The groups also filed for a temporary injunction to stop all work until the court could hear the case. They said the Forest Service erred when it granted a categorical exclusion without considering the cumulative environmental impact of all uranium mining in the 1.4 million acre Manti-La Sal National Forest.

Sara Fields of Uranium Watch told FCW the lawsuit was filed because, "Denison is operating on a 107 word environmental assessment from 1981. It's inadequate."

Fields wants the federal government to require an updated assessment and a new plan of operations. She said one of the issues for the radon vents that they are located about three miles from the La Sal elementary school. Fields noted that an EPA air quality model shows that the radon from the vents could reach the school.

The Forest Service did not return a reporter's call to get a statement. Denison CEO Ron Hochstein was unavailable for comment.

Uranium Resources to seek license renewal for Crownpoint

Uranium Resources Inc. (NASDAQ:URRE) told the NRC Jul 28 in a public meeting at the agency's offices that it plans to file for a renewal of the license for its Crownpoint property in New Mexico. The 10th Circuit Court of Appeals recently ruled in favor of the company on the land status of the property.

Although the site is privately owned, it is surrounded by the Navajo Indian Reservation. Tribal authorities banned uranium mining in 2005 and sought to impose the ban on the mine. The court found that since the mine is on private land, the tribe could not impose its policies on it nor compel the U.S. Environmental Protection Agency to stop the permit process of the State of New Mexico.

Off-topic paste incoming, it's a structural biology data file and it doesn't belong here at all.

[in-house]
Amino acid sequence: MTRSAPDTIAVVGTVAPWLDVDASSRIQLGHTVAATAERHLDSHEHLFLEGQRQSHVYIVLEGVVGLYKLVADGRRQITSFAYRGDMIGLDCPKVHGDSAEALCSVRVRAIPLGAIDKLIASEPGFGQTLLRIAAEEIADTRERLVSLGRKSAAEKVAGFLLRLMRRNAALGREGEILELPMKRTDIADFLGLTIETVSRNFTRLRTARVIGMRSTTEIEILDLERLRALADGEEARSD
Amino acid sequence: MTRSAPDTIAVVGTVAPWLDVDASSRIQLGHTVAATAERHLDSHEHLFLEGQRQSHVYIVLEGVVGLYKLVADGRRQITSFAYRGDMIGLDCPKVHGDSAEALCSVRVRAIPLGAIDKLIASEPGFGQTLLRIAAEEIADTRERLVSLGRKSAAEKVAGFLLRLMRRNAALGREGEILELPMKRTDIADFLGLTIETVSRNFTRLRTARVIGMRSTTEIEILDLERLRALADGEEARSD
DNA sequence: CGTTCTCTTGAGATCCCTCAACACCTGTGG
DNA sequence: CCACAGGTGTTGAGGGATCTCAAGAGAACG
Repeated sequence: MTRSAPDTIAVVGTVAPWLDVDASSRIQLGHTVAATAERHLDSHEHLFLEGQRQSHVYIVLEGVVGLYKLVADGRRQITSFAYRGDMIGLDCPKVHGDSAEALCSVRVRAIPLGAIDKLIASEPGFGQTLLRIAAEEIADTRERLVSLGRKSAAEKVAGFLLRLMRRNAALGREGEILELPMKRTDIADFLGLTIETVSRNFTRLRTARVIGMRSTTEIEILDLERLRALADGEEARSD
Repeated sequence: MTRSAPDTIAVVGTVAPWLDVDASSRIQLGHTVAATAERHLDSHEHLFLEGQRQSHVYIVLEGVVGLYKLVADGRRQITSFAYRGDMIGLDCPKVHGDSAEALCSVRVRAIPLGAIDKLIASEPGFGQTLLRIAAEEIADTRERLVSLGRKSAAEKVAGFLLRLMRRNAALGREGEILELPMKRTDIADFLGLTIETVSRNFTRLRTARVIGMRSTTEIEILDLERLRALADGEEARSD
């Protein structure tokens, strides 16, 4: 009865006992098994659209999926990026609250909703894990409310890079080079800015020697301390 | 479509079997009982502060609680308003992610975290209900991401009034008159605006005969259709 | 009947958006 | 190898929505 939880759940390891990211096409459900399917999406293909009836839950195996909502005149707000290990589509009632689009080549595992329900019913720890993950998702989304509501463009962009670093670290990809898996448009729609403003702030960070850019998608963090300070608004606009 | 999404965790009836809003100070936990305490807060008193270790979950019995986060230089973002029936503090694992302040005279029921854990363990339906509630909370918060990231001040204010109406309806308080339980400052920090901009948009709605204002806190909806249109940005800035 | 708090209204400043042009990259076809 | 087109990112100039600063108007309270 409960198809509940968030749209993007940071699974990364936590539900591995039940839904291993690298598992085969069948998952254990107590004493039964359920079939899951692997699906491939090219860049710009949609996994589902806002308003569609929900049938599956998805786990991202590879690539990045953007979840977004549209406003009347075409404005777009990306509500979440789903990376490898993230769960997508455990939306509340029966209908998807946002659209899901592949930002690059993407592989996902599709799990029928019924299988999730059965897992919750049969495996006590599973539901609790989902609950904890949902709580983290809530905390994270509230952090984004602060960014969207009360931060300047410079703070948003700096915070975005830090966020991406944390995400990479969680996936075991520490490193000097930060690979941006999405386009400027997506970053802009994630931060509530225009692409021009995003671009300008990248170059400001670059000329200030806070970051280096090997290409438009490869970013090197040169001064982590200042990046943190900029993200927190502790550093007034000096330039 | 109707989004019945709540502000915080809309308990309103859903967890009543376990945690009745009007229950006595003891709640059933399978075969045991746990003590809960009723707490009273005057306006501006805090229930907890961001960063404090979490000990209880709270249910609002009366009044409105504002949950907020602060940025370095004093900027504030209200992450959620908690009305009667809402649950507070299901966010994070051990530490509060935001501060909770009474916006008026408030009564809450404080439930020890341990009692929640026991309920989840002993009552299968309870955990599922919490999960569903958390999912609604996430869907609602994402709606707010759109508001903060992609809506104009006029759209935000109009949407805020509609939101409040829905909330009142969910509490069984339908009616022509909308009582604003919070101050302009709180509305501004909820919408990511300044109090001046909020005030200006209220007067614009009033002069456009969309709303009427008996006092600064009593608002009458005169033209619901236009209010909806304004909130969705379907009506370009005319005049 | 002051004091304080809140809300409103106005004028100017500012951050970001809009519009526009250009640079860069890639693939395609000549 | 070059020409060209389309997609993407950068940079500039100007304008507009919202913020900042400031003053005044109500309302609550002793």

The company said in a statement it owns 183,000 acres in New Mexico which contain 101.4 million pounds of uranium. The company said it hope to start mining by 2013.

USEC files updated loan guarantee application

In a response to technical and financial concerns raised by the Department of Energy (DOE) last year, USEC (NYSE:USU) has re-filed its application for a $2 billion loan guarantee for its American Centrifuge Facility in Piketon, OH. The update includes new measures including a quality assurance program and demonstrating reliability by building and operating 40 centrifuge units. John Welch, CEO, said in a statement the firm has addressed the issues DOE raised last year.